Pray, how doesone explaina situation where the state was shut down for months over the non payment of workers and pensioners in the state for close to a year, without the governor and the members of the House of Assembly budging an eye lid? Put in another perspective, which is better ; to play an ostrich and pretend that all is well with the embattled state becausethere isa code of etiquette somewhere that prohibits a judge from speaking in public or to speak out against the abnormality and save thestate from precipice?

Again, the argument that the judge ought not to havedabbled into the matter because of the nature of her job is feeble and does not fly. While it can easily be conceded that the code of conduct for judicial officers in Nigeria forbids a judge from making political comments or taking position in public discourse while still serving asa judge, it must be stated that the same code cannot diminish a judge right to freedom of speech and expression as a citizen of the Nigeria. Justice Oloyede's action finds itssemblance in thefamousexpression by one of the greatest jurists ever lived in this planet, Lord Denning, who, when faced with almost a similar circumstance, posited thus;

"Unlike my brother judge here, who is concerned with law, I am concerned with justice. What is the argument on the other side? Only this, that no case has been found in which it has been done before. That argument does not appeal to me in the least.

If we never do anything which has not been done before, we shall never get anywhere. The law will stand still while the rest of the world goes on, and that will be bad for both".

Like Lord Denning, I'm also of unequivocal view that we cannot continue to fold our hands in helplessness over situations that require ourintervention simply on the ground that such step had neverbeen taken in the past. Attitude such as this will continue to confine us and our system into a perpetuity of slavery and underdevelopment. Laws and rules are made for man and not the other way round. We cannot crucify Justice Oloyede for choosing to disentangle herself and Osun State from the web of inhumane rules and falsehood that have brought the system to its kneels. To do otherwise is to return back to the era of impunity andunpleasant status quo, which the "change"mantra being intiatedby the new government promises to depart.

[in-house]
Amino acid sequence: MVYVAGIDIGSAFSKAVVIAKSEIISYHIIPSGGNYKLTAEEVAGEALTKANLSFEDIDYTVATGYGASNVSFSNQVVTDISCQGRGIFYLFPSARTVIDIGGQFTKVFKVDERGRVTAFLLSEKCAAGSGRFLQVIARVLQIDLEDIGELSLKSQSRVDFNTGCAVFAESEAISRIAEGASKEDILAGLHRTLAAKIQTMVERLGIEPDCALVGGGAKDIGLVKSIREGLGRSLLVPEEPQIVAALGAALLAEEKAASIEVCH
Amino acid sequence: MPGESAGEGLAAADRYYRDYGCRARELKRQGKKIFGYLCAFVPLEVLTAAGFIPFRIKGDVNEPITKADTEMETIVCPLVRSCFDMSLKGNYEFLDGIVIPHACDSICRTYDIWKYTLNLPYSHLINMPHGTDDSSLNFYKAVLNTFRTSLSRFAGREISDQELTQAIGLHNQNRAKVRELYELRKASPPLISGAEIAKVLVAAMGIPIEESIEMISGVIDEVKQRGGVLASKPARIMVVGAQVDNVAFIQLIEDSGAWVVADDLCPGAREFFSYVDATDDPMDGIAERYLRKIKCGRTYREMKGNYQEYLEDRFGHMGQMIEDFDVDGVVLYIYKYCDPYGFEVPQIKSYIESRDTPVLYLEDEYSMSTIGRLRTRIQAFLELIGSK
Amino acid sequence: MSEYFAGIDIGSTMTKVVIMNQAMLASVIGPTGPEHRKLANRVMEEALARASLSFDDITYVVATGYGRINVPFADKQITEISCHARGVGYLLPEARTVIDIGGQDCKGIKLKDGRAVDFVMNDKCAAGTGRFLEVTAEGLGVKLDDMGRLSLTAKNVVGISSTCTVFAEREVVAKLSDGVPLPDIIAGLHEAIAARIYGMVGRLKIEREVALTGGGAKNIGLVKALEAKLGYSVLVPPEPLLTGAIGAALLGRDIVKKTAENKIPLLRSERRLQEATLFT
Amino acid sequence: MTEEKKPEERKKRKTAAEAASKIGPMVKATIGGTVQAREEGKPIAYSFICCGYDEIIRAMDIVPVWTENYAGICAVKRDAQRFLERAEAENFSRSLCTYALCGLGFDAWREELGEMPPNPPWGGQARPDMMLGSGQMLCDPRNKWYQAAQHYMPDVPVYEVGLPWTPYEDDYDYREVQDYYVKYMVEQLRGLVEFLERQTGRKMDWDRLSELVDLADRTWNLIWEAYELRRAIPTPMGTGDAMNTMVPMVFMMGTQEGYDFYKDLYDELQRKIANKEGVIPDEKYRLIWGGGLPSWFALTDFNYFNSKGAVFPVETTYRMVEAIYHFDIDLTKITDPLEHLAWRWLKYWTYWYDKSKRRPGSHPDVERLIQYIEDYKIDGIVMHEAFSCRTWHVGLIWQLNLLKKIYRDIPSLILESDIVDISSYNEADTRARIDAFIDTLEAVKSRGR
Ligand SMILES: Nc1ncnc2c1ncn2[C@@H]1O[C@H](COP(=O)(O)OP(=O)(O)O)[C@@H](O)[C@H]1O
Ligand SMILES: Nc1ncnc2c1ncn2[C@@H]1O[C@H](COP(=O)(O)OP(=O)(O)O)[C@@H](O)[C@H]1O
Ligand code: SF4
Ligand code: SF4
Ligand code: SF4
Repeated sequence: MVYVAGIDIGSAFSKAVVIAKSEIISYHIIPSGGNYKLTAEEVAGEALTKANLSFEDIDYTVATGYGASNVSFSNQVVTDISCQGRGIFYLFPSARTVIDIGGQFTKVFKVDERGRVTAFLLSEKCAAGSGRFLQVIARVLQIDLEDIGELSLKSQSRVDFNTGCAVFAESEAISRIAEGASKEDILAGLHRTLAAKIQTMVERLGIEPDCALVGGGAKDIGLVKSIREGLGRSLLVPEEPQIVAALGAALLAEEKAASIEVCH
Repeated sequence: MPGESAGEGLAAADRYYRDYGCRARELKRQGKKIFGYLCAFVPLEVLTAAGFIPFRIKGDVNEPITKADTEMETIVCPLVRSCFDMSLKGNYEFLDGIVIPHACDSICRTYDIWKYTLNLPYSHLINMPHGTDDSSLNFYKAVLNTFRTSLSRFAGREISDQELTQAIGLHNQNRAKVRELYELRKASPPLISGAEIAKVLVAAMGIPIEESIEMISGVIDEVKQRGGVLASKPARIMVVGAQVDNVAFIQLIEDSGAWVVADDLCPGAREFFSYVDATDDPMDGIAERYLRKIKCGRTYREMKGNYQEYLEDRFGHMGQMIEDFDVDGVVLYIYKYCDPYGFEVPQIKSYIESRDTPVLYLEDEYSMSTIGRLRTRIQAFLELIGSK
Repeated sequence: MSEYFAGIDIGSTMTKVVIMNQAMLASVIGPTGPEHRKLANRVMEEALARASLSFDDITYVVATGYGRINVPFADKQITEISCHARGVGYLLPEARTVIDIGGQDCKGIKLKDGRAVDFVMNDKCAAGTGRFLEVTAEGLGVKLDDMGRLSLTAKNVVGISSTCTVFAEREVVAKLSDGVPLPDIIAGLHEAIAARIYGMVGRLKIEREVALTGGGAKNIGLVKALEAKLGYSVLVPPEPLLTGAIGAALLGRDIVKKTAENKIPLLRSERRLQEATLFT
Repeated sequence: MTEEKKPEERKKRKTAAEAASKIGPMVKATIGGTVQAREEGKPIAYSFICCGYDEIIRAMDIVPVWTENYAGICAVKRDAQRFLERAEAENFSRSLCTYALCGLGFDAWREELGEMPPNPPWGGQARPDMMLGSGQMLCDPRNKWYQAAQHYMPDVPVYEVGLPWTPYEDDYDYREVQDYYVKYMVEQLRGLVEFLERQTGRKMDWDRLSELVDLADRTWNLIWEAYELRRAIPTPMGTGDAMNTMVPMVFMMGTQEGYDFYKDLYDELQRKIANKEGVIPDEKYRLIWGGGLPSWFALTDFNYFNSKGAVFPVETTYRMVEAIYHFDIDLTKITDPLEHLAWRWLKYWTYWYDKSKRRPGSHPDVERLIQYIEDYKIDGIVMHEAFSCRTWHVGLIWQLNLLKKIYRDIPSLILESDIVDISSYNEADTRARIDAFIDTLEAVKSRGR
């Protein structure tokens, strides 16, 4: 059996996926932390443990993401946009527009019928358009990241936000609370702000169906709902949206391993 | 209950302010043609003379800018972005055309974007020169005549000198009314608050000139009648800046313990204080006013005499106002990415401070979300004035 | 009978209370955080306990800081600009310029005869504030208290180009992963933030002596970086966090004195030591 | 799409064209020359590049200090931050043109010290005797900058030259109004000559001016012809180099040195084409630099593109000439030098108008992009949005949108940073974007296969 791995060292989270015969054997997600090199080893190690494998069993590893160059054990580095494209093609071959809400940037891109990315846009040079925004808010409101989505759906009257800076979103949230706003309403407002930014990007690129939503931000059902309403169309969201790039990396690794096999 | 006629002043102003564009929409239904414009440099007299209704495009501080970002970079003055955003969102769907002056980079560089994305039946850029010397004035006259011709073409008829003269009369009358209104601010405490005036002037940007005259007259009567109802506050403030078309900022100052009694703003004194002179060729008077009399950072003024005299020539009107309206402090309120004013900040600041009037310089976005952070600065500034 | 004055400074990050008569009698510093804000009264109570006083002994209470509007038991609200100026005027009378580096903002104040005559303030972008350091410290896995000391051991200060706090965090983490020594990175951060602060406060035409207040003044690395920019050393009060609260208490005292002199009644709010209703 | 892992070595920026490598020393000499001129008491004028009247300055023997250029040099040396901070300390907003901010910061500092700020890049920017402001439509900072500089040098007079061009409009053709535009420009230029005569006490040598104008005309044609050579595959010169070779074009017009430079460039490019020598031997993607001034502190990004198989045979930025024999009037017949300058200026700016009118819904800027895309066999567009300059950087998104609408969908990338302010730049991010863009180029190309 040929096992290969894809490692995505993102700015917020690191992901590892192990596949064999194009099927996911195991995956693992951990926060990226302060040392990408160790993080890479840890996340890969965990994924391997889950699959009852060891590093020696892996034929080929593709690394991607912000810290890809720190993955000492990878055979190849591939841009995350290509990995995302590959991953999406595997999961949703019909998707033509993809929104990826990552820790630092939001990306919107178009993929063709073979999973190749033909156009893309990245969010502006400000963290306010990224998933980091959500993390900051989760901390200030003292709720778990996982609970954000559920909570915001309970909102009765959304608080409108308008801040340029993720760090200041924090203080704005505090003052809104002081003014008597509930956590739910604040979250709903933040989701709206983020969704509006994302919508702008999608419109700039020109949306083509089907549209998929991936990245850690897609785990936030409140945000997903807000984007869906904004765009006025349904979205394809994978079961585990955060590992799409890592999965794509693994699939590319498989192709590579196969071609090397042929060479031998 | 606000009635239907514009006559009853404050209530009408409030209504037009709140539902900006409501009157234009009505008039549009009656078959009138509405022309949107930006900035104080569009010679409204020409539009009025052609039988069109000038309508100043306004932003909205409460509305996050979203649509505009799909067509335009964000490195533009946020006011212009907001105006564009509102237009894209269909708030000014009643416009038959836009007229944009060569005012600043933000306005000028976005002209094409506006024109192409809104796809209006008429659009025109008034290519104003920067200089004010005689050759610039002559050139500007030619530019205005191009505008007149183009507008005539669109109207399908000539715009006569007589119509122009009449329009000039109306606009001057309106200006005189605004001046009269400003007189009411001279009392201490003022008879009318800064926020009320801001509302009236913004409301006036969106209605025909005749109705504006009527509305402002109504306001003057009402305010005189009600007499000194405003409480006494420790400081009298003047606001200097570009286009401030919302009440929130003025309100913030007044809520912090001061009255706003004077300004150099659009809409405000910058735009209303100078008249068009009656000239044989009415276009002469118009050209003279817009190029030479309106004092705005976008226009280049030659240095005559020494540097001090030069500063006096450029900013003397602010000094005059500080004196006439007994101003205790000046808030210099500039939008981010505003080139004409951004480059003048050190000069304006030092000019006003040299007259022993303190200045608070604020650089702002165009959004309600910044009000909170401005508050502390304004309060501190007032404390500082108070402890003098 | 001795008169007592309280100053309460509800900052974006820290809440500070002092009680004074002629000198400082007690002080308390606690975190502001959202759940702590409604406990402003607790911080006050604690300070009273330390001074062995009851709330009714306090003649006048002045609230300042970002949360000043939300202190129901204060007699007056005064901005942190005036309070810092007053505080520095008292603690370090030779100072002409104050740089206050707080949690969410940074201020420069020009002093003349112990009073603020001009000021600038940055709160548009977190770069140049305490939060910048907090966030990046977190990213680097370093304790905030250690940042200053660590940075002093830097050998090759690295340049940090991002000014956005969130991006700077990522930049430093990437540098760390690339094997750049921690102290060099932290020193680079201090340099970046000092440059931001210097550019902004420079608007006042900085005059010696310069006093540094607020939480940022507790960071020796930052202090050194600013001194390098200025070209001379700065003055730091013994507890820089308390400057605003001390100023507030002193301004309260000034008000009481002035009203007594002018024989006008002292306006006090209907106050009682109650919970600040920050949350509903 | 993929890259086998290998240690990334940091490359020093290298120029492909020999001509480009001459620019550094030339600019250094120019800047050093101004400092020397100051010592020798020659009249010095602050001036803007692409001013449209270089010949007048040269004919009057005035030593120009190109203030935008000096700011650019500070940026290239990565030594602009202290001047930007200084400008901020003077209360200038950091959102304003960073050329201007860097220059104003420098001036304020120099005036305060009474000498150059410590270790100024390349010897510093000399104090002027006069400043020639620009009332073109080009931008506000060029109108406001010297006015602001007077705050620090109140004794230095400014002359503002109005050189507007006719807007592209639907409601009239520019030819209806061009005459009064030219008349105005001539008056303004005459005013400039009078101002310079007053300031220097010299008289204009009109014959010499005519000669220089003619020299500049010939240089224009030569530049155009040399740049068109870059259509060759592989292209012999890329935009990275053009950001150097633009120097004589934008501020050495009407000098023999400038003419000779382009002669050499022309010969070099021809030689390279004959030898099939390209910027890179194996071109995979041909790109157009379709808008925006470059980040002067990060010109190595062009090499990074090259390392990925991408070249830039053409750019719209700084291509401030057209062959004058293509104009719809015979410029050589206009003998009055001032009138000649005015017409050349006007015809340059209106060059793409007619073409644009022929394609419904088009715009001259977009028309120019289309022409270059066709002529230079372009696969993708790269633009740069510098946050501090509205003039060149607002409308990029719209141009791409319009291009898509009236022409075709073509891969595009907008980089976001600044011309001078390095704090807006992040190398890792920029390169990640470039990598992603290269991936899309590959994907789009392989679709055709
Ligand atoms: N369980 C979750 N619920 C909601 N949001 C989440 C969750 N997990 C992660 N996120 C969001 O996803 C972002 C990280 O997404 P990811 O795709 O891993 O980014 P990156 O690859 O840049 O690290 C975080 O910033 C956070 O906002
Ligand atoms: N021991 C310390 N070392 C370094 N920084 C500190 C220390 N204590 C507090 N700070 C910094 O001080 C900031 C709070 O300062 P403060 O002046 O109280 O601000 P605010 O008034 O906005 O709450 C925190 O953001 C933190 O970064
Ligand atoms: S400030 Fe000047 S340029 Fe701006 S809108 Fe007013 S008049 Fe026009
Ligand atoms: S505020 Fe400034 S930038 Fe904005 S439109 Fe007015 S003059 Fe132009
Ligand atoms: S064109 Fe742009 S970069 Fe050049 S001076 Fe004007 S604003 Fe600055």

Truth is; the system needs more of Justice Oloyede who will speak bleeding truth to the authorities regardless of any personal gain or consequence. We cannot continue to dwell in sophistry and psycphancywhile our system continuesto rot away. Osun State needs more of Justice Oloyede Folahanmito redeem it from further drift. Other judicial officers and publicservants should borrow a leaf from this 'judicial activist'.

Without doubt, Justice Oloyede has put her job on the line by this action. However, it should be stated that her actionshall remain indelible in our archive and memories. And, perhaps, whenever the story of Nigeria'sjudicial activism and fight for what is just arerecounted, Justice Oloyede's name will sure take a centre spotin the book.

Okoro Gabriel, Esq writes from Lagos.

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Articles by Okoro Gabriel Bryne